By Sean Carroll | November 24, 2006 12:09 pm

I’ll admit that for a while now I’ve been unsure what to do with the following bit of photographic evidence that happened to fall into my hands. But, following PZ’s sterling example, our first duty must always be to honesty, and let the chips fall where they may.

Russell's Teapot

Whatever can it be?

  • Thomas Larsson

    Of course it’s a Utah teapot.

  • http://quasar9.blogspot.com/ Quasar9

    It’s the flying teapot in the sky
    from whence all dark energy flows
    or could it be green tea it brews
    or maybe the jean genie in a stew

    I know, I know – it’s a metaphor
    This is the source of the universe
    it pours like liquid from the spout
    goes thru you and you and recycled
    returns to make another magic brew

    Hope you had a great Thankgiving!
    Whether you thanked mum and dad
    or simply thanked your lucky stars

  • spyder

    Didn’t the FDA put a ban on Mormon tea? So what do they put now in the Utah teapot??
    This reminds me of the syllogistic absurdity i used to use in my classes for students to begin to appreciate the difference between logos and mythos. Most accept that the square root of two is an irrational number that can be rounded to a thousandth decimel of 1.414… this can be shown in a number of solution sets for various arithmetic and mathmetic constructs dating back more than two thousand years. The Greeks referred to this as part of the logos, that which is proveable, debateable, logical, to be critiqued. But i posit the square root of two being equal to blue. I know that to be true, and there is no proof for falsifiability nor verifiability of that equation; it just is. The Greeks referred to this as mythos, those things that are statements of absolute truth beyond the realm of verifiability and testing.

    Unfortunately for all of us, a group of second century CE theologians leaped all over this one, and proclaimed that the old religions were part of the mythos while this new Christian thang was the Word, and pure logos. By twisting mythos into logos, we have been hampered for 2000 years; no matter how much we are trying to undo this linguistic entanglement.

  • jimBOB

    I should think it at least merits a hat tip to Daevid Allen.

    High in the sky, what do you see ?
    Come down to Earth, a cup of tea
    Flying saucer, flying teacup
    From outer space, Flying Teapot

  • http://eterrnaluniverse.blogspot.com/ Joseph Smidt

    Yeah, I am a little familiar with the Mormon’s tea policy. Perhaps this picture is an omen to Sean that his next Thanksgiving post needs to give thanks to Tea/T-Duality.

  • citrine

    If it’s floating around in space there can’t be any tea in it. So it must be a cosmological null-tea.

  • http://countiblis.blogspot.com Count Iblis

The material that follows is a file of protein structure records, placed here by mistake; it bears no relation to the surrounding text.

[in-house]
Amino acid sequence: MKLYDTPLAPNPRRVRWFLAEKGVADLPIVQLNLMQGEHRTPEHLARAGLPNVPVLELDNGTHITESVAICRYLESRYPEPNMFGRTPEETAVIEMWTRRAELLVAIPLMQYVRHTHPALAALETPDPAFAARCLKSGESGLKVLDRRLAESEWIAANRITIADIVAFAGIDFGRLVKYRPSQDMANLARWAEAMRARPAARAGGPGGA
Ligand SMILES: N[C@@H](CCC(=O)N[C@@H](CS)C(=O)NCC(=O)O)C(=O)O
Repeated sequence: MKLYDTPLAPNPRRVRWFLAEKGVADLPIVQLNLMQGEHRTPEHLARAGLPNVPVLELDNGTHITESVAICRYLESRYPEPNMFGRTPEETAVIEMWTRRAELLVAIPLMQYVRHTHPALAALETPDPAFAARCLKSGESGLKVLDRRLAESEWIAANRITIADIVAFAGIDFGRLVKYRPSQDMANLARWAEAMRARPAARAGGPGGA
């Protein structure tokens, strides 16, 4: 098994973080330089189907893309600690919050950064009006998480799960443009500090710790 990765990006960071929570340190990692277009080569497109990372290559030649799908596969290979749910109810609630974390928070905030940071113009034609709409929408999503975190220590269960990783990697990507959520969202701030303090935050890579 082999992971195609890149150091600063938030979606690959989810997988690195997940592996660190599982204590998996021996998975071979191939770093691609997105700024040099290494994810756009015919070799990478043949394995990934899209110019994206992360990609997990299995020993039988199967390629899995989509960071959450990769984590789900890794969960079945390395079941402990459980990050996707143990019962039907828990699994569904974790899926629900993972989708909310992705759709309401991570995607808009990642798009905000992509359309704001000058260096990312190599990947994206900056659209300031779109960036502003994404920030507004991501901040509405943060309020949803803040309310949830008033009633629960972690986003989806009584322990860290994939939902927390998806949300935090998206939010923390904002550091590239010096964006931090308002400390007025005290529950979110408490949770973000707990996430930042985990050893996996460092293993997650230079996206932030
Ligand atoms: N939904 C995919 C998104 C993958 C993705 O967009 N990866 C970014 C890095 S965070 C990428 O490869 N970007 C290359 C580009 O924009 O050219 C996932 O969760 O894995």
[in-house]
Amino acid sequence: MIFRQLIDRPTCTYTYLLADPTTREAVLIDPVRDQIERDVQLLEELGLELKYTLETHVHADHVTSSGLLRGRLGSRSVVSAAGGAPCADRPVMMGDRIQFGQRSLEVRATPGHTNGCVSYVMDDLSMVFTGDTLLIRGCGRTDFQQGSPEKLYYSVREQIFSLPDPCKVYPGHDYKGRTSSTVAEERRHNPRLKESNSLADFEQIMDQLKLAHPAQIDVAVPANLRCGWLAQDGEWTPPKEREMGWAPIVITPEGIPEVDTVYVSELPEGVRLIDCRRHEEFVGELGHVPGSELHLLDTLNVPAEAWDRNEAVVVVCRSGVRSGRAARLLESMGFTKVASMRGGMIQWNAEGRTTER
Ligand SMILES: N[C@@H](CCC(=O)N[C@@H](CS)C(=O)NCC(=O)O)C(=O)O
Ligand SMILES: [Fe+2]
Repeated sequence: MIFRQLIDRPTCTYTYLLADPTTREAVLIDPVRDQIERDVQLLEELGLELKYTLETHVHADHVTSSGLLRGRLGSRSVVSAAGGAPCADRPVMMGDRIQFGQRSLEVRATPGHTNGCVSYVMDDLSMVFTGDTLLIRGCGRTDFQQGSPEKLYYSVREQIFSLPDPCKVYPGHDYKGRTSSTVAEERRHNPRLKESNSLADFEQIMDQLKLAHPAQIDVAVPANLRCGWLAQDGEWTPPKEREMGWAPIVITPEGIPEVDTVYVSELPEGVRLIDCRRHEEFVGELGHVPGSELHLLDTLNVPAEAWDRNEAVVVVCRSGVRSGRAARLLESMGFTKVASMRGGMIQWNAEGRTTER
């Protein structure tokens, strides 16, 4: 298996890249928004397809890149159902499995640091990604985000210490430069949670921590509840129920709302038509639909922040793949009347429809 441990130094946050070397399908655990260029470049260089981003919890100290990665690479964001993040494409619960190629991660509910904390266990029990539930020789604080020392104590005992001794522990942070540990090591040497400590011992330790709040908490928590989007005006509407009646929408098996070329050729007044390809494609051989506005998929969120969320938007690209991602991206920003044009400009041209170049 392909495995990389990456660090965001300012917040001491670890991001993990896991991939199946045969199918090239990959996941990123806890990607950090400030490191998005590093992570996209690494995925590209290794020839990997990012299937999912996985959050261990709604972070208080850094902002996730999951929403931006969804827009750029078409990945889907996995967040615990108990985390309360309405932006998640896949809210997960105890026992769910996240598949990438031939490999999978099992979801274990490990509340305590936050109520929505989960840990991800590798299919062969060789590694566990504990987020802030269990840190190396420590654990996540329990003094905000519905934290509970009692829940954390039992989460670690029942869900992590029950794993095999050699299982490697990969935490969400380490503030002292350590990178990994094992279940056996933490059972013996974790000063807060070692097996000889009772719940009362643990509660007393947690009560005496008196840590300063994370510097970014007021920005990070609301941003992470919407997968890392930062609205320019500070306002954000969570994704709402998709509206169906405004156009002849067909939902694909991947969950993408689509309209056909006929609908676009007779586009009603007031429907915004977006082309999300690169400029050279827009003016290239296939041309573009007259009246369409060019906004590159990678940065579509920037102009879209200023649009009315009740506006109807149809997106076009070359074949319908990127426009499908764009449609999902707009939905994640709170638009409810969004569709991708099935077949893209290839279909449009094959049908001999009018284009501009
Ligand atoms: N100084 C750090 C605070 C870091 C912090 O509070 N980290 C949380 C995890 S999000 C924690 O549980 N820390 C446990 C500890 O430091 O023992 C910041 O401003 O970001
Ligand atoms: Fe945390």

If the Universe goes on for too long, most teapots will be spontaneously created from the vacuum rather than manufactured by people. This is the “Boltzmann teapot paradox” :)

  • Cynthia

    It’s Clifford’s Lost Teapot that accompanies his set of “Storms in a Teacup”.

  • http://quasar9.blogspot.com/ Quasar9

    Yeah JimBOB, my first thought was Gong, too
    Great lyrics from Daevid Allen, mind you
    depending what tea you drink you could end
    up at the “Mad Hatter’s Tea Party” with Alice
    Gosh, – I wonder where half my old vynils are

  • http://eipipuz.blogspot.com Guillermo Alcántara

    Hey Sean, what do you think of the LMT?

  • Jack

    twinkle twinkle little bat
    how I wonder what you’re at
    Up above the world you fly
    Like a teapot in the sky

  • Thomas Larsson

    As is well known to all Max users, a teapot is a geometric primitive, with the same status as a box, a sphere, a cylinder, a torus, a cone, a geosphere, a tube, a pyramid, or a plane.

  • http://backreaction.blogspot.com/ B

    :-) Looks like the infinite improbability drive was at work – Don’t Panic!

  • Cynthia

    B, I’ve gotta compliment you on your sphere of speculation, which is most fantastic in nature! Sorry to say though, I’ve got some obvious reservations about just how this sluggish-looking, not to mention frail-looking teapot could possibly survive “Infinite Improbability Drive”. But then, on second thought, all the numerous crackpots scattered across the human-specific biosphere might simply be relics from all the numerous failed attempts to have human-teapots reach faster-than-light drive on planet Earth.;)

  • http://arunsmusings.blogspot.com Arun

    A new form of Tea-Duality.

  • Vince

    “If I were to suggest that between the Earth and Mars there is a china teapot revolving about the sun in an elliptical orbit, nobody would be able to disprove my assertion provided I were careful to add that the teapot is too small to be revealed even by our most powerful telescopes. But if I were to go on to say that, since my assertion cannot be disproved, it is intolerable presumption on the part of human reason to doubt it, I should rightly be thought to be talking nonsense. If, however, the existence of such a teapot were affirmed in ancient books, taught as the sacred truth every Sunday, and instilled into the minds of children at school, hesitation to believe in its existence would become a mark of eccentricity and entitle the doubter to the attentions of the psychiatrist in an enlightened age or of the Inquisitor in an earlier time.”

    The presence of this teapot is disprovable by the scientific method. Just fly a probe to the region. Religion, and beliefe in God is not disprovable by the scientific method.